I have 3 homebuilt HTPCs at home (Athlon-XP w/1.5 GB of RAM running Windows XP; Athlon II X3 w/4 GB of RAM running Windows 7; Core2Duo w/2 GB of RAM running Windows 7) all running Google Chrome for Netflix and Plex Web. None of them even come close to using all the RAM.
Sure, if you're going to be doing a bunch of other tasks, then having more than 2 GB would be necessary. But as a pure HTPC, it's not required.
leexgx - Saturday, July 19, 2014 - link2GB should be enough for windows 8 but could eat quite easily windows alone uses 1GB at least (i do not bother with any thing less then 4GB (even if the system is 32bit 3.25-3.5GB is usable as i seen some systems sitting at 2GB of ram and up to 3GB just checking for updates if office is installed)
and 32GB for windows 8 is pushing it as well
johnny_boy - Sunday, July 20, 2014 - linkDepends, of course, on use case. I have an undervolted A10-5800K in my HTPC which I also use for gaming and dedicate 1gb ram for iGPU use. I also prefer to leave all the apps I use open so I don't haveto keep resstarting them. That doesn't leave much ram left, and I am running a relatively lean linux distro.
DanNeely - Friday, July 18, 2014 - linkThe bigger problem is just that eMMC is slow. I've got a last generation atom tablet/laptop hybrid with eMMC flash. It's tolerably fast 98% of the time, the other 2% something is thrashing the IO system and the flash is showing 100% load in task manager and ~4MB/sec throughput.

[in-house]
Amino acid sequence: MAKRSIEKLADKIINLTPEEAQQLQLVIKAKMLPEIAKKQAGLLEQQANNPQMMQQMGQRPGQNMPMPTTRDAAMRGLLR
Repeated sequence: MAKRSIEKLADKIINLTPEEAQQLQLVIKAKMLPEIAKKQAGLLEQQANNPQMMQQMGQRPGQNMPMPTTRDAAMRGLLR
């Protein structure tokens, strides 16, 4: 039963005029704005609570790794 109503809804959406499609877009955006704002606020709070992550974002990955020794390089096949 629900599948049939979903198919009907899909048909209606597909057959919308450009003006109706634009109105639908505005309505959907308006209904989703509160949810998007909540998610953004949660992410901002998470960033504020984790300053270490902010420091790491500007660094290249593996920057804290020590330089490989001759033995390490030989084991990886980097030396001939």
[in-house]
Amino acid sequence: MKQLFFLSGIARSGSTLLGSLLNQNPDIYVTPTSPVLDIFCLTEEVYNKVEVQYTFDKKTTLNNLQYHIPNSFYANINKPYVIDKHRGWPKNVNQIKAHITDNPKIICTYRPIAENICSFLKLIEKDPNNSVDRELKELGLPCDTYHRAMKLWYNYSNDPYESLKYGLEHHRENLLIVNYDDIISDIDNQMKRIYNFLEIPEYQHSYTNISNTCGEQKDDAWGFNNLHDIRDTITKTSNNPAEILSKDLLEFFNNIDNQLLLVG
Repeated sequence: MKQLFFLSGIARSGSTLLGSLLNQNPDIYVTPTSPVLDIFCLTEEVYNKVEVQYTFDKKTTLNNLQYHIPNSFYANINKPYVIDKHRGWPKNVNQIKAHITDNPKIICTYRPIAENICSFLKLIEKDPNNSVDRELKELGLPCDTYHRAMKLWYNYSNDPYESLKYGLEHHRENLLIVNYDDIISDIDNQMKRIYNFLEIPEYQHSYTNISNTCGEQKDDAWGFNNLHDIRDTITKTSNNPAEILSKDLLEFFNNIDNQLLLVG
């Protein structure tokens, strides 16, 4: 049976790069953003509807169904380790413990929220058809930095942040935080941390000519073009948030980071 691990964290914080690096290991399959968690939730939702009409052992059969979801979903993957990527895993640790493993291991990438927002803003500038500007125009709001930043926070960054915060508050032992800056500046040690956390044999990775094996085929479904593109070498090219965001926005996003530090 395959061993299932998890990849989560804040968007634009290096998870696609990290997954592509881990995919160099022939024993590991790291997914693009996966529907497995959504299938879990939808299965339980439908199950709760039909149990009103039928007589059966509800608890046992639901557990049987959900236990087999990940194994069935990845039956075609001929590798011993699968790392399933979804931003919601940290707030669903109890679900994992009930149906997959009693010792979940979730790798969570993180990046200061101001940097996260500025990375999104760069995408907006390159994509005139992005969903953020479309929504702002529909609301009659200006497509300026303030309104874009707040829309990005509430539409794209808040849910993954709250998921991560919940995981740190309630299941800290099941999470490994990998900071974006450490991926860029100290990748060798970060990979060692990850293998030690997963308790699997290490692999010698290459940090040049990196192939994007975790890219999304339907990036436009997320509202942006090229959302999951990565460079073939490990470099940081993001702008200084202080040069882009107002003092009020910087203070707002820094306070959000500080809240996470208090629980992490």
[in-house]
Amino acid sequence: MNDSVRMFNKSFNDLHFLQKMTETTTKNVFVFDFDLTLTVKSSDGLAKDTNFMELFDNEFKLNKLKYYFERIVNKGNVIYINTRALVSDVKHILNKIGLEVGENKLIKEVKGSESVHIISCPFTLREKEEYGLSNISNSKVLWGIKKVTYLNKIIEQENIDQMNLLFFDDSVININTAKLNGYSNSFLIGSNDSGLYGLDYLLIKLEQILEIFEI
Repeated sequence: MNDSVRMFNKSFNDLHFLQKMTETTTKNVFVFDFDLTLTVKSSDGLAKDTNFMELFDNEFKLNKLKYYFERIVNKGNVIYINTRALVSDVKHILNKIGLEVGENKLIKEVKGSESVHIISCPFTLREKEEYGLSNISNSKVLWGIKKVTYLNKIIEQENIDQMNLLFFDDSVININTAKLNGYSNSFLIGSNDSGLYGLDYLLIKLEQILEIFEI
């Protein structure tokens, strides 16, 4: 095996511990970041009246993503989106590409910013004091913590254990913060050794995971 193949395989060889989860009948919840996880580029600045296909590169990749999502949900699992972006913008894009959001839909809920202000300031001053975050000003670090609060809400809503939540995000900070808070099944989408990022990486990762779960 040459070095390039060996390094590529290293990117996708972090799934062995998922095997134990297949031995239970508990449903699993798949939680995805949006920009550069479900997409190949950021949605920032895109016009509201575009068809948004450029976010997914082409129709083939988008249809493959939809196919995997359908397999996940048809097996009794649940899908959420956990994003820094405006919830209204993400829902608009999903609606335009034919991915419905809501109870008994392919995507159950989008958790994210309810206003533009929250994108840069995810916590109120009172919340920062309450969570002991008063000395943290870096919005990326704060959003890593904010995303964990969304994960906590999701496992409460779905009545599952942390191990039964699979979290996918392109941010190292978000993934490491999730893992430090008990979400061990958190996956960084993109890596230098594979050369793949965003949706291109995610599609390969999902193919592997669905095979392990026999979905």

kyuu - Friday, July 18, 2014 - linkIs your eMMC filled up? Just like with SSDs, you really have to keep a certain amount of it free in order to prevent speed degredation. In eMMC's case, the consequences will be more severe since it isn't nearly as fast as a proper SSD to begin with.
Nowadays, eMMC is really pretty decently fast. Beats the hell out of an HDD. The main issue is that companies continue to insist on including so little of it, despite it being cheap as dirt.
jospoortvliet - Sunday, July 20, 2014 - linkAs a media center pc, you would be an idiot to want to incur the performance and especially maintenance overhead of Windows... Download an xbmc Linux and be done. Memory and disk pace won't be an issue and an end user won't see any difference - yet no costs and no work keeping Windows safe and running. Right tool for the right job, people...
djfourmoney - Wednesday, July 23, 2014 - linkXBMC -
Tuner support is very limited to networked tuners and cable cards. I have DirecTV, none of the capture devices available work with Linux, especially in HD.
XBMC also has constant problems with the YouTube add-on. It's hardly updated and with Google often changing something in the code with YouTube, things like log-in gets botched up in XBMC. Last time I logged out believing it was another issue but the truth was a connection issue, U-Verse had gone down.
But I tried to log back in and I have yet to do the .py correction to allow log-in again. This would never be an issue with Smart TV's or Smart devices, they are updated and always work.
Windows has always been safe, don't visit silly sites and don't open email you don't know, pretty simple, not that you would be opening email on your HTPC????
I have a Llano based HTPC (upgraded from Athlon XP, Black Edition OC). Was able to remove the HD4670 (put in my mom's machine), cut down power usages quite a bit, Sliverlight Full Screen isn't an issue, maybe 20% CPU usage. Otherwise it's nearly idle on anything else. No driver issues which seems to always impact the performance of AMD hardware on Linux.
Finally there hasn't been a DVR program more solid or more reliable than Windows Media Center. The cost of adding it to Windows 8 is negligible and I also have 1GB dedicated to the GPU side of the APU, runs GRID and GRID 2 without issue, everything turned up (GPU slightly OC), but I play games on my PS3 not the PC but for some emulation.
HUBEMX - Sunday, July 20, 2014 - linkAnandtech: You should try OPENELEC!